oil and gas well bonding

State and Federal Oil and Gas Bonding Policy Comparison

In the midst of historically low oil prices and plummeting demand, inadequate federal and state reclamation bonding requirements make it easier for deeply indebted oil and gas operators to declare bankruptcy and walk away from orphaned wells en masse. This report by the Western Organization of Resource Councils examines the bonding rules in eleven Western states and found that the federal Bureau of Land Management’s (BLM) rules are weaker than any state’s. BLM’s $25,000 minimum statewide bond, which covers unlimited federal wells in a single state, is four times lower than the typical state requirement. While the federal rules are…

oil and gas well crisis

Oil and Gas Bonding: The Basics

A crisis of unreclaimed and under-bonded oil and gas wells is growing across the West, threatening American taxpayers with liability in the billions and landowners with increasing risk to their land and water. The federal government’s oil and gas manager, the Bureau of Land Management (BLM), has not substantively changed standards for bonding in nearly seven decades. While this crisis is growing, common-sense solutions can still prevent a catastrophe. When coal companies apply for a mine permit, they are required to estimate the cost to clean up and reclaim the site, then hand over financial assurances that would cover the…

The Flaring Boom

Surging oil production in shale hot spots, like the Bakken in North Dakota and Eagle Ford in Texas, has increased waste of natural gas through flaring, venting, and leaking. WORC’s report, The Flaring Boom, examines the causes and effects of flaring, venting, and leaking of natural gas by examining efforts to curtail these wasteful practices in Alaska, Colorado, Montana, North Dakota, Texas, and Wyoming. (more…)

No Time to Waste

No Time to Waste examines standards and disposal practices around radioactive oil and gas waste in Colorado, Idaho, Montana, North Dakota, South Dakota, and Wyoming. It finds that state governments in each of these states fail to protect citizens and the environment from a hazardous and quickly growing waste stream. The report calls for federal rules for radioactive oil and gas waste and stronger state standards.

Gone for Good: Fracking and Water Loss in the West

Gone for Good: Fracking and Water Loss in the West reports on how the states of Colorado, Montana, North Dakota, and Wyoming let the oil and gas industry drain irreplaceable groundwater resources and remove these resources from the hydrological cycle. his water loss threatens the future of other industries, agriculture, and the families who live near oil and gas development. The report found that oil and gas extraction practices are permanently removing at least seven billion gallons of water from the hydrologic cycle each year in just four arid western states. The reason for the huge loss of water is that states…

Watered Down

Watered Down is the second of a series of reports on the impact of oil and gas extraction on water. Gone for Good, the first report, outlined where the oil and gas industry gets the massive quantities of water used for hydraulic fracturing, or “fracking.” It also identified how state governments track water use (when they do), and how much is actually consumed without the possibility of reuse any time soon. Almost all water used for fracking is consumed and cannot be reused, as it turns out.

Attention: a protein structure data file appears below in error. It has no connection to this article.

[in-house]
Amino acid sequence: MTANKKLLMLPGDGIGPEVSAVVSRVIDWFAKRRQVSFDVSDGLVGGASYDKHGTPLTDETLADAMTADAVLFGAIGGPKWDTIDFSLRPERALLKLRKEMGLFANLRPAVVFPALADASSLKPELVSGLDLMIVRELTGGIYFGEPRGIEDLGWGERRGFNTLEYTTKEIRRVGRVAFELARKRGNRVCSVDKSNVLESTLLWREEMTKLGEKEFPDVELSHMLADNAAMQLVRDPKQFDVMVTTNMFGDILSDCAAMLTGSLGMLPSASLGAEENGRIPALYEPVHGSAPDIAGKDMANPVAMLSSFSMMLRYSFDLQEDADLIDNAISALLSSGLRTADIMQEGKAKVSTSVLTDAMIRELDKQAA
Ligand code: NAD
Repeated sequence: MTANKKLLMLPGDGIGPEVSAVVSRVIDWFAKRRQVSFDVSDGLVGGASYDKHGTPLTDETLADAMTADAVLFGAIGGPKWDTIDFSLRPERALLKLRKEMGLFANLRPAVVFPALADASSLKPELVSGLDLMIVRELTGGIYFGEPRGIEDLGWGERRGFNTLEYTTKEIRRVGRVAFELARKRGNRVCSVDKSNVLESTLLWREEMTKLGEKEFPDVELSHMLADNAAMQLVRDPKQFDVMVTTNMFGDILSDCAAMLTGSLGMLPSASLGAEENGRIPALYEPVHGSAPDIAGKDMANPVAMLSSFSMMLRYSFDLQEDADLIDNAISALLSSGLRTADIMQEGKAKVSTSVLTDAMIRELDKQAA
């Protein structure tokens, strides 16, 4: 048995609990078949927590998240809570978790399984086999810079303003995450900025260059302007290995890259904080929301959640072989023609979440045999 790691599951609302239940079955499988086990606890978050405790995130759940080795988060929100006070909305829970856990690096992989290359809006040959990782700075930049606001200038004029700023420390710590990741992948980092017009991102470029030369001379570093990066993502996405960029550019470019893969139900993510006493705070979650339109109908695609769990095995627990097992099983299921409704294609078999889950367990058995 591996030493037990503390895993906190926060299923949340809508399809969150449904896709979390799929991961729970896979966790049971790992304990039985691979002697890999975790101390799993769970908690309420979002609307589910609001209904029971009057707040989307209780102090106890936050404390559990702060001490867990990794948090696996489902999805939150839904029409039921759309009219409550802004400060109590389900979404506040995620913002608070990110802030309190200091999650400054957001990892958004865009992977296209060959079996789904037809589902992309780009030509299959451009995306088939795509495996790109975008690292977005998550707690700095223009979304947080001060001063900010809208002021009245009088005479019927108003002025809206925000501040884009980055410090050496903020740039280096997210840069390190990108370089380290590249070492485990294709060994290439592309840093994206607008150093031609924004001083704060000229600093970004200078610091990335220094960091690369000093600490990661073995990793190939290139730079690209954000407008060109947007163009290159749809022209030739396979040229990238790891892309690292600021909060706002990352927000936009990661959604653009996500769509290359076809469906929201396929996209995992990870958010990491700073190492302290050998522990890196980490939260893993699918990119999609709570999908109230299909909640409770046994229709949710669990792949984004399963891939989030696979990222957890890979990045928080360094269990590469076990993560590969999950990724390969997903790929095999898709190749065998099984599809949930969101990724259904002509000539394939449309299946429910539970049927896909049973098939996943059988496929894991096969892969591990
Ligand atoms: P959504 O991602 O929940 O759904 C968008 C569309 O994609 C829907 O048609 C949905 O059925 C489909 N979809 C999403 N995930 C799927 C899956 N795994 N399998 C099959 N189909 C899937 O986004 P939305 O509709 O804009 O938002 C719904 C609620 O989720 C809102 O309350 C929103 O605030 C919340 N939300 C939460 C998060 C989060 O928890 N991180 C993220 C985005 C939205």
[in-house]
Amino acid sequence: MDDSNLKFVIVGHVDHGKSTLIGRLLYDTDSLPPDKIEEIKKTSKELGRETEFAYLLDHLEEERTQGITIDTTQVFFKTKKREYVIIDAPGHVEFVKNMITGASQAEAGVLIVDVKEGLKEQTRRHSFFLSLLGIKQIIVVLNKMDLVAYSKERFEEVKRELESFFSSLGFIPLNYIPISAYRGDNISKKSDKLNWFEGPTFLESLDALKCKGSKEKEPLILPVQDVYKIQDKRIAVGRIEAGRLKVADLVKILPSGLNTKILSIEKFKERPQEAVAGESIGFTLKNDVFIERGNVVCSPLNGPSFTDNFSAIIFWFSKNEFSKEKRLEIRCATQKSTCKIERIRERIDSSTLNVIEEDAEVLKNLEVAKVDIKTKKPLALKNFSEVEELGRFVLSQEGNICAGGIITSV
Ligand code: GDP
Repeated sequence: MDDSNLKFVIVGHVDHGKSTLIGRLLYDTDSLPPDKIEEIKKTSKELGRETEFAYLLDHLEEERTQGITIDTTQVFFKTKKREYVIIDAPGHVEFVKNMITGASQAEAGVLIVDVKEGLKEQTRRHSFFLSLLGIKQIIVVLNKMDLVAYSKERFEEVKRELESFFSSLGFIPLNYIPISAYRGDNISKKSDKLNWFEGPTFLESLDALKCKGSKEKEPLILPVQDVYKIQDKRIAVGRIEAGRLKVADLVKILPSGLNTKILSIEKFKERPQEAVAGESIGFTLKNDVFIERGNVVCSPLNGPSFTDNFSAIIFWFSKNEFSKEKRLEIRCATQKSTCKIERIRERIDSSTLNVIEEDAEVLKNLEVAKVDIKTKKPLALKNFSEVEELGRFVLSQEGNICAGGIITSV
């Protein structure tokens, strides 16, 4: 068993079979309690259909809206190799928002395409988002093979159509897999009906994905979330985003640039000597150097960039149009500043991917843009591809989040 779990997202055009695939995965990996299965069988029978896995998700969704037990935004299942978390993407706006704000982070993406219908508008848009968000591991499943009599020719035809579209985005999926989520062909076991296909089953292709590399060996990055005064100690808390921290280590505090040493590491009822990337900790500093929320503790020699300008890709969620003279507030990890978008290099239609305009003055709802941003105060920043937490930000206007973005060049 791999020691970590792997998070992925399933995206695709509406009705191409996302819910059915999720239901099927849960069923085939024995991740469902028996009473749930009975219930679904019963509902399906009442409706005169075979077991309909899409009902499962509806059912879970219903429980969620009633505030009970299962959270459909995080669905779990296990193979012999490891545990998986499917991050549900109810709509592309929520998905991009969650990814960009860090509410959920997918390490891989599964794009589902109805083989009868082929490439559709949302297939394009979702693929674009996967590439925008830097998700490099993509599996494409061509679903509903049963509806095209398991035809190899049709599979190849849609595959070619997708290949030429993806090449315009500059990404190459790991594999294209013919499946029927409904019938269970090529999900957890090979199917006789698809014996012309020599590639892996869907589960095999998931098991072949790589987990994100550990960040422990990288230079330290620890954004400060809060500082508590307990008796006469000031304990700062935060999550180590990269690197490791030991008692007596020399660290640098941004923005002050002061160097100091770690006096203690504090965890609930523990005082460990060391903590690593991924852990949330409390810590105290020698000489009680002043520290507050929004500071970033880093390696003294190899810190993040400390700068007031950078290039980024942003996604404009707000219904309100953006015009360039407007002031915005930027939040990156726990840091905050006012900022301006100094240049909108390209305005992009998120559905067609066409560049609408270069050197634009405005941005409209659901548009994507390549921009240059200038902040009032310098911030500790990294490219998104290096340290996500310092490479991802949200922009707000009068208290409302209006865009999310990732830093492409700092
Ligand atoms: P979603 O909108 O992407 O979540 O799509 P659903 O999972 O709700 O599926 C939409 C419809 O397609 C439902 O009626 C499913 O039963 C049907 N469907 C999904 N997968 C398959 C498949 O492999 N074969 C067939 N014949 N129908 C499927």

Law and Order in the Oil and Gas Fields 2013

The 2013 update of Law and Order in the Oil and Gas Fields analyzes state inspection of oil operations data from five oil-producing states—Colorado, Montana, New Mexico, North Dakota and Wyoming. The report called attention to the need for state and the federal governments to fund more oil and gas inspectors and increase penalties for violating public health, safety and environmental laws. Report Findings The findings include: Growth in the number of oil and gas wells continues to outpace increases in the number of state inspectors. In Colorado, each inspector is responsible for more than 5,000 active oil and gas…

Coalbed Methane Development: Boon or Bane for Rural Residents?

Natural gas, or methane, is a cleaner burning fossil fuel, the demand for which is on the upswing in the United States. But there are negative impacts from the extraction, production and distribution of natural gas, especially in rural areas. Coalbed Methane Development: Boon or Bane for Rural Residents examines the impacts of one form of natural gas development, commonly called coalbed methane.

Filling The Gaps: How to Improve Oil and Gas Reclamation

Filling The Gaps contends oil and gas companies should pay to cleanup their oil and gas operations, not taxpayers and landowners. To guarantee responsible behavior, the U.S. Bureau of Land Management and state agencies should require companies to post a full damage deposit – financial assurance – as a security against possible problems, along with reclamation plans detailing how a site will be restored. Unfortunately, the amounts of this financial assurance required fall grossly short of potential cleanup costs.

Law and Order in the Oil and Gas Fields

Law and Order in the Oil and Gas Fields updates a look at how state and federal oil and gas agencies fail to keep up with the rise in oil and gas drilling. With new data showing that state and federal oil and gas agencies are not keeping up with the rise in oil and gas drilling, members of WORC are calling attention to the need for state and the federal governments to fund more inspectors and increase penalties for violating public health, safety and environmental laws.